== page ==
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A reputation system computes and publishes reputation scores for a set of objects (e.g. service providers, services, goods or entities) within a community or domain, based on a collection of opinions that other entities hold about the objects. The opinions are typically passed as ratings to a central place where all perceptions, opinions and ratings can be accumulated. A reputation center uses a specific reputation algorithm to dynamically compute the reputation scores based on the received ratings. Reputation is a sign of trustworthiness manifested as testimony by other people. New expectations and realities about the transparency, availability, and privacy of people and institutions are emerging. Reputation management – the selective exposure of personal information and activities – is an important element to how people function in networks as they establish credentials, build trust with others, and gather information to deal with problems or make decisions.
Reputation systems are related to recommender systems and collaborative filtering, but with the difference that reputation systems produce scores based on explicit ratings from the community, whereas recommender systems use some external set of entities and events (such as the purchase of books, movies, or music) to generate marketing recommendations to users. The role of reputation systems is to facilitate trust, and often functions by making the reputation more visible.
Howard Rheingold states that online reputation systems are 'computer-based technologies that make it possible to manipulate in new and powerful ways an old and essential human trait'. Rheingold inclines that these systems arose as a result of the need for Internet users to gain trust in the individuals they transact with online. The innate trait he makes note of in humans is that a function of society such as gossip 'keeps us up to date on who to trust, who other people trust, who is important, and who decides who is important'. Internet sites such as eBay and Amazon he argues seek to service this consumer trait and are 'built around the contributions of millions of customers, enhanced by reputation systems that police the quality of the content and transactions exchanged through the site'.
The emerging sharing economy increases the importance of trust in peer-to-peer marketplaces and services. User can build up reputation and trust in individual systems but don’t have the ability to use them in other systems. Rachel Botsman and Roo Rogers argue in their book What’s Mine is Yours (2010), that ‘it is only a matter of time before there is some form of network that aggregates your Reputation capital across multiple form of Collaborative Consumption’. These systems, often referred to as Reputation Banks, try to give users a platform to manage their Reputation capital across multiple systems.
Notable examples of practical applications
- Search: web (see PageRank)
- eCommerce: eBay, Epinions, Bizrate, Trustpilot
- Social news: Reddit, Digg, Imgur
- Programming communities: Advogato, freelance marketplaces, Stack Overflow
- Wikis: Increase contribution quantity and quality (Dencheva, Prause & Prinz 2011)
- Internet Security: TrustedSource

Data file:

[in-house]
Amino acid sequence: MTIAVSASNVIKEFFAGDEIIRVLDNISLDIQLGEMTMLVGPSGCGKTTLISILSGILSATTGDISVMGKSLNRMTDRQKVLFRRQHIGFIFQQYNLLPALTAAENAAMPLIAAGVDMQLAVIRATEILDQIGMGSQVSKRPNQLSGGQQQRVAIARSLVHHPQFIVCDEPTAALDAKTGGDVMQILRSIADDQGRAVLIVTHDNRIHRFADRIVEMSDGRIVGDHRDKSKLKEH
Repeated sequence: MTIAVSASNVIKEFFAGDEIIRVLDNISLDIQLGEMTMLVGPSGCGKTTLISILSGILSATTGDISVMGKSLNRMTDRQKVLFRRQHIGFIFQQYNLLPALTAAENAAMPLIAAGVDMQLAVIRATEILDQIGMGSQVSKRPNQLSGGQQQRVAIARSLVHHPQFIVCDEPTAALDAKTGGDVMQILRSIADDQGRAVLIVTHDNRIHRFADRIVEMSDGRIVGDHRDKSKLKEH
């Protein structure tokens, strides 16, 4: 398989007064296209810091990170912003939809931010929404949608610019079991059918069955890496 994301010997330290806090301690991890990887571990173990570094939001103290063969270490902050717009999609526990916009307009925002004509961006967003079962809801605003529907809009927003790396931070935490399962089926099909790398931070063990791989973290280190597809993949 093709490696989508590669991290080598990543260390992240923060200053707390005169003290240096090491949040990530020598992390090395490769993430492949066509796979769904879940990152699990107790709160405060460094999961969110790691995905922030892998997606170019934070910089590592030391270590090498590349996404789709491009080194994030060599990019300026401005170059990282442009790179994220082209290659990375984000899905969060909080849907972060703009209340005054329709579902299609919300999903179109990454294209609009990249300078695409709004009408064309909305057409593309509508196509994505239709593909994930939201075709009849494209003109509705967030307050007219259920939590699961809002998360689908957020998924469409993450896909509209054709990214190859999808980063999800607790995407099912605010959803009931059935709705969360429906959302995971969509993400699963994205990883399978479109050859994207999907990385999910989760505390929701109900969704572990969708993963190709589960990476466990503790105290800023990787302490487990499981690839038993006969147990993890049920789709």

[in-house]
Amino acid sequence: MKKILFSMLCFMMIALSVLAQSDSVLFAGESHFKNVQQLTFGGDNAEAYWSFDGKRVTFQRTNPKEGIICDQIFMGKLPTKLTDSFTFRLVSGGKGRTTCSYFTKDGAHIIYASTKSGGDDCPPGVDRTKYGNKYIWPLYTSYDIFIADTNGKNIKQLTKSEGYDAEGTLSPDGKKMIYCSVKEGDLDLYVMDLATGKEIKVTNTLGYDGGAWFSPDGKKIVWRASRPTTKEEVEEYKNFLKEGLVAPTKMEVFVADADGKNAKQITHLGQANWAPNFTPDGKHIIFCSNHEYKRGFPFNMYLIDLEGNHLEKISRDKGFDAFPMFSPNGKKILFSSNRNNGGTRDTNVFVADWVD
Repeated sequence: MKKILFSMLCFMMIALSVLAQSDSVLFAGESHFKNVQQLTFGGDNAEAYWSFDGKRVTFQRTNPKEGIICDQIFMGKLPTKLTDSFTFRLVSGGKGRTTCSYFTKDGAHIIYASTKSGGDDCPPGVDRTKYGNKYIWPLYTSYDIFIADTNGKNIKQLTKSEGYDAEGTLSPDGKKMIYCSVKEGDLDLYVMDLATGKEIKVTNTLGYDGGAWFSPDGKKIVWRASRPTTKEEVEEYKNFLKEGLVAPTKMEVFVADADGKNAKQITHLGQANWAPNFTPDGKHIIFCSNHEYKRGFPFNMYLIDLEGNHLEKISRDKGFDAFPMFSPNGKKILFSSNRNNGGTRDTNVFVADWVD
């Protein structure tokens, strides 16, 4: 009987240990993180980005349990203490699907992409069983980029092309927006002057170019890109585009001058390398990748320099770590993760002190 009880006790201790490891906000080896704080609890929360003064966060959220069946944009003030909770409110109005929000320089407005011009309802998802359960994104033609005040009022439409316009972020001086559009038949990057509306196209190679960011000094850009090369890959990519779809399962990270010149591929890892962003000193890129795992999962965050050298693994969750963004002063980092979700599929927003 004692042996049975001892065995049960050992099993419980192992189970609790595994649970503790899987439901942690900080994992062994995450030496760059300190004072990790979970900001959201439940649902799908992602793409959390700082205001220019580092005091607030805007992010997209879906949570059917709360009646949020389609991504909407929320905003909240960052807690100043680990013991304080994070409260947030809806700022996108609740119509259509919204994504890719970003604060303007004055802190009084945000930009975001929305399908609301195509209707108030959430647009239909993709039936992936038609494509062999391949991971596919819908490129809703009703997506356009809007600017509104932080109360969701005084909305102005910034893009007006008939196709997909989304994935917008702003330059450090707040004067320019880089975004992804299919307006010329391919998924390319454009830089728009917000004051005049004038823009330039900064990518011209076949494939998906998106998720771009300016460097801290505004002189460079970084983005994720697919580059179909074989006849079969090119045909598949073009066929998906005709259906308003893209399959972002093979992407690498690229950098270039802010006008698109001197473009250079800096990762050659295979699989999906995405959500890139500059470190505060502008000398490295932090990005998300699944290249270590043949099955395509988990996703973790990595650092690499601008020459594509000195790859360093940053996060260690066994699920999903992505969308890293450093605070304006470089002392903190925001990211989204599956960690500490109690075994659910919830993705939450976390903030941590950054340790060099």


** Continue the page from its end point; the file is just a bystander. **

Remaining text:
- Question-and-Answer sites: Quora, Yahoo! Answers, Gutefrage.net
- Email: anti-spam techniques, reputation lookup (RapLeaf)
- Personal Reputation: CouchSurfing (for travelers),
- Non Governmental organizations (NGOs): GreatNonProfits.org, GlobalGiving
- Professional reputation of translators and translation outsourcers: BlueBoard at ProZ.com
- All purpose reputation system: Yelp, Inc.
- Academia: general bibliometic measures, e.g. the h-index of a researcher.
Reputation as a resource
High reputation capital often confers benefits upon the holder. For example, a wide range of studies have found a positive correlation between seller rating and asking price on eBay, indicating that high reputation can help users obtain more money for their items. High product reviews on online marketplaces can also help drive higher sales volumes.
Abstract reputation can be used as a kind of resource, to be traded away for short-term gains or built up by investing effort. For example, a company with a good reputation may sell lower-quality products for higher profit until their reputation falls, or they may sell higher-quality products to increase their reputation. Some reputation systems go further, making it explicitly possible to spend reputation within the system to derive a benefit. For example, on the Stack Overflow community, reputation points can be spent on question "bounties" to incentivize other users to answer the question.
Even without an explicit spending mechanism in place, reputation systems often make it easier for users to spend their reputation without harming it excessively. For example, a driver with a high ride acceptance score (a metric often used for driver reputation) on a ride-sharing service may opt to be more selective about his or her clientele, decreasing their acceptance score but improving their driving experience. With the explicit feedback provided by the service, drivers can carefully manage their selectivity to avoid being penalized too heavily.
Reputation systems are in general vulnerable to attacks, and many types of attacks are possible. A typical example is the so-called Sybil attack where an attacker subverts the reputation system by creating a large number of pseudonymous entities, and using them to gain a disproportionately large influence. A reputation system's vulnerability to a Sybil attack depends on how cheaply Sybils can be generated, the degree to which the reputation system accepts input from entities that do not have a chain of trust linking them to a trusted entity, and whether the reputation system treats all entities identically.
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